Posted On: Nov. 8, 2017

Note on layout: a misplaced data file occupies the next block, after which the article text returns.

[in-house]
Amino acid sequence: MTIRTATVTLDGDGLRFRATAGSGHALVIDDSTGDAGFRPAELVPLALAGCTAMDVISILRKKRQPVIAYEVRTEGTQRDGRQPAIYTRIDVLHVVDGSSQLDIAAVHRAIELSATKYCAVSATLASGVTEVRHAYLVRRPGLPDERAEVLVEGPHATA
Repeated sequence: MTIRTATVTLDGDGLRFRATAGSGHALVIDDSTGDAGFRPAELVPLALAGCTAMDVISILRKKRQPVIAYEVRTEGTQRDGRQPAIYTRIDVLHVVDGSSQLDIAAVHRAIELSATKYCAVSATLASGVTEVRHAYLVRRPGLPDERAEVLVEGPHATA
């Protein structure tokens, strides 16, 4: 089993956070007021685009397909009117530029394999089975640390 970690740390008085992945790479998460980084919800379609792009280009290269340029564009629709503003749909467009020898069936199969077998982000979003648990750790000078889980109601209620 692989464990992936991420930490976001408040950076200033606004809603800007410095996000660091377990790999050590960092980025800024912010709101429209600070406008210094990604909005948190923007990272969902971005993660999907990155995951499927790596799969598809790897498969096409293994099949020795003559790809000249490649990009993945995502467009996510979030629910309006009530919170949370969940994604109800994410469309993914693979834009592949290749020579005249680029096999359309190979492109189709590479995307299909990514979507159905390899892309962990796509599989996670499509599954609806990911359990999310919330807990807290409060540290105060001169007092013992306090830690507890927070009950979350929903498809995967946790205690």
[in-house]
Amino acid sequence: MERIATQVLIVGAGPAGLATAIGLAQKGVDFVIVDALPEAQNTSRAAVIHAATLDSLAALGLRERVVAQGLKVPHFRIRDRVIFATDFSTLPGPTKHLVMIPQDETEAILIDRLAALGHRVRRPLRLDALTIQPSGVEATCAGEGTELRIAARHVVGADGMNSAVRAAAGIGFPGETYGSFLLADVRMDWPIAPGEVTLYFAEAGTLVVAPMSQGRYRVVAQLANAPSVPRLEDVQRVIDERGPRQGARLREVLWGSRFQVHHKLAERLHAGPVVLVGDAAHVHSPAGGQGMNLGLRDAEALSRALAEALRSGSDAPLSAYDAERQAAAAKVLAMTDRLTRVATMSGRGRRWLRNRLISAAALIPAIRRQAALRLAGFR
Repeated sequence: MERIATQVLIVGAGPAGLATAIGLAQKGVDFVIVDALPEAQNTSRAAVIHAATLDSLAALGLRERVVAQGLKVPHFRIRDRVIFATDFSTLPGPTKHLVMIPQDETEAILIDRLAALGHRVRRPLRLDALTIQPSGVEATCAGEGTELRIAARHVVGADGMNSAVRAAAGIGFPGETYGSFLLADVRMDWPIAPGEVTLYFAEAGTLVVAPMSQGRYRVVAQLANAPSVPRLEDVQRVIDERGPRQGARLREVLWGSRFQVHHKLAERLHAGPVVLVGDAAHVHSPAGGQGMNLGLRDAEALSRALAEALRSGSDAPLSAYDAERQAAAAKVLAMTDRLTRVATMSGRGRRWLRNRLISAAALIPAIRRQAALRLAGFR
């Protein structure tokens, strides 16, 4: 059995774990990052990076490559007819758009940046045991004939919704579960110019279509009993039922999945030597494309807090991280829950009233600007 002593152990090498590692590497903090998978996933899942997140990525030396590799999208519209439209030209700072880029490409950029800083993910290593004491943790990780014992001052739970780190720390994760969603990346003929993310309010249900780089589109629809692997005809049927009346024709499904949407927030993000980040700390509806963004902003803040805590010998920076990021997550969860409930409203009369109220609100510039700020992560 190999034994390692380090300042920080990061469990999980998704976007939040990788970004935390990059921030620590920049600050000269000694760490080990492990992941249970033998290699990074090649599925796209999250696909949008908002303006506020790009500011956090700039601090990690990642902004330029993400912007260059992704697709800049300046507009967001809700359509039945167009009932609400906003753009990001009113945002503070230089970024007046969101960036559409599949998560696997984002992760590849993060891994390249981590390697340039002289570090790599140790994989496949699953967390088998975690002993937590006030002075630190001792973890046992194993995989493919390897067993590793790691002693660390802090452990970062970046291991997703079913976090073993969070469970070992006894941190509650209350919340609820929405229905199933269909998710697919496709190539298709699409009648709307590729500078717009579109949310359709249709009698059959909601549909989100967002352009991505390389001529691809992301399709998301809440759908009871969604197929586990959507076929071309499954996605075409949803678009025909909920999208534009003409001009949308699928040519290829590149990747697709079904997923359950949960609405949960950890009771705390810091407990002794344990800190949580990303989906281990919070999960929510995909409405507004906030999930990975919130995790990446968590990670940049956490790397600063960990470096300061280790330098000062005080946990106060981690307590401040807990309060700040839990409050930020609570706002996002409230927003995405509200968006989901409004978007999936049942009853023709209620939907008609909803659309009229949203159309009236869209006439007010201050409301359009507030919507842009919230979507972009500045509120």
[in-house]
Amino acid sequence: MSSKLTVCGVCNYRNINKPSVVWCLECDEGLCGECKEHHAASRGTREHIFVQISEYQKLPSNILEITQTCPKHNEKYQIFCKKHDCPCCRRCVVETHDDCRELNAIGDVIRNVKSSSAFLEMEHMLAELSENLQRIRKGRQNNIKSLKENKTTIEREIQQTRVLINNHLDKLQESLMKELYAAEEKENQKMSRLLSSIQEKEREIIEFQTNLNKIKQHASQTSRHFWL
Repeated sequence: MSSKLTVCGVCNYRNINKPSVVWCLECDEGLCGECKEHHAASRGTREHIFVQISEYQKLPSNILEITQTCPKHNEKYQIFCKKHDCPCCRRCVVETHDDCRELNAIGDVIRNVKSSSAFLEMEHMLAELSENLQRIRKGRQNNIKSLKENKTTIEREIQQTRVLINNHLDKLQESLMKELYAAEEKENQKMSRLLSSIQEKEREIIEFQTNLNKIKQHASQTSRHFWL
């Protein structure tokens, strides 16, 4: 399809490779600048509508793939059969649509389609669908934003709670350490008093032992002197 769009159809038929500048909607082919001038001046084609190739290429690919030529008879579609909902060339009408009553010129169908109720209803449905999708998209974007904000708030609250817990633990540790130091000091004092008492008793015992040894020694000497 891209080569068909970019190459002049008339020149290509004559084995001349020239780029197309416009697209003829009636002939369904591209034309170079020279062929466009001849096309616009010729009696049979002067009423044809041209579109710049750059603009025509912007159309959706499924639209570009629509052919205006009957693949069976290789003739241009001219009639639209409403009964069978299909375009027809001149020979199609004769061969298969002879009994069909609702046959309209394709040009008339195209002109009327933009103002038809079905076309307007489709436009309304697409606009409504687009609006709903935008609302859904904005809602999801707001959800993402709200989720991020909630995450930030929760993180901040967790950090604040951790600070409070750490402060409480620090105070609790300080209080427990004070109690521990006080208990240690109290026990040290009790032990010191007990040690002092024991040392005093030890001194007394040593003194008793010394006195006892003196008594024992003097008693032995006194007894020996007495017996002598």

The first question we should ask ourselves is what is Arab nationalism and Islamism? Arab nationalism was present early on in the history of Arabia, but what came more developed shortly after the Second World War as colonial powers with drew or lacked sufficient powers in the Middle East and as the Ottoman Empire was being disbanded many were left without a national identity. With the end of Imperialism and the Ottoman Empire the notion was that Arabs should be united through the shared political, cultural, religious, and histories of the many different Arab nations. As with many nationalist movements in the Middle East the main goal of Arab nationalism was to create a nation that could function independent of what they felt were Western influences of the previous colonial powers. Most predominantly all laws would be based on Islam, all language should be the same, and Israel was the enemy. Still, Arab nationalism was difficult to maintain as the countries it sought to encompass were spread far and separated by geographical obstacles such as the deserts, gulf seas, and mountains. With these barriers each nation would maintain their own particular identities and separate interest. There were also the ideals of Turkification and Zionism that directly challenged Arab nationalism. The three Arab – Isreali Wars of 1948, 1967, and 1973 only demonstrated the fact that the Arab nations were not politically united, that they lacked the militarily might to enforce policies and they were economically weak. We also cannot ignore the Arab Spring throughout many Middle Eastern nations calling for reforms. Islamism on the other may be defined as Political Islam and as having three main features: a devotion to the Quran which provides all laws for daily life and government, total rejection of all Western influences, and that faith should be the only ideology that links all Muslims. From our reading, Gelvin (2011) describes how Islamism counters Nationalism by, “They were able to counterpose their own brand of cultural authenticity as represented by Islam to the imported secular national creed which they argued brought nothing but oppression, economic stagnation, and defeat to the region” (p. 315). I believe this gave people hope for change and gave them something that was lacking in their society. You can only oppress a person so long before they seek out other means to live. I think that is at the heart of Islamist as we look at Islamism or Political Islam. Many may be confused by the policies of groups such as Hizbullah, Fatah, Hamas, the Muslim Brotherhood, and al-Qaeda that us violence as their tool to promote change. This has caused significant problems for Islam as I believe many associate Islam with violence and do not understand the difference between Political Islam and Militant Islamism. We also have to remember that these organizations began with providing resources to their communities such as elementary school, social work, charities, and other services (Gelvin, 2011, p. 312). We also have to look at organizations that have their own since of nationalism. Hamas defines Lebanon as their homeland and their goals are distinct towards Lebanon while Muslim Brotherhood was said to be nationalist working for the Welfare of Egypt (Gelvon, 2011, p. 311). There are also differing views within Political Islam such as we seeing now in Iraq and Syria with the Islamic State of Iraq and Syria (ISIS) calling Abu Bakr al-Baghdadi the new caliphate which represents a totally new division of Political Islam as the last caliphate died with the Ottoman Empire. What I found interesting over the reading and our assignments is how I noticed the movement from self identification from Arab to Muslim. I think I recognized this occurring in the Middle East especially after the Iranian revolution. I read an article in the Huffington Post yesterday while surfing the internet titled Militant Islamism: A Strategic Threat. The article was written by Magnus Norell (Adjunct Scholar at The Washington Institute for Near East Policy & Senior Policy Advisor, European Foundation for Democracy) and the link is: http://www.huffingtonpost.com/magnus-norell/militant-jihadism-a-strat_b_5546469.html Reference Gelvin, J. L. (2011). The Modern Middle East: A History. (3rd ed.). Oxford, New York: Oxford University Press, Inc Arab nationalism took shape after the withdrawal of western powers from the Middle East. However, Arab nations are spread out geographically and it was difficult for them to establish a single identity.. Religion is the most important factor that binds people together, and that’s why Islam nationalism raised its head, after the failure of Arab nationalism. We can see the effect of the same even today where militants are fighting and claiming to be the true representatives of Islam. The identity of Islam nationalism is getting blurred with terrorism, which is not true. However, the events of date make people believe in this. There is no unity and there are several splinter groups within Islam itself and it confuses the world much more. People are swayed by fanatics either by force or by popularizing what is commonly known as jihad. Here one should not confuse Arab nationalism with Islam nationalism as the two are different from one another.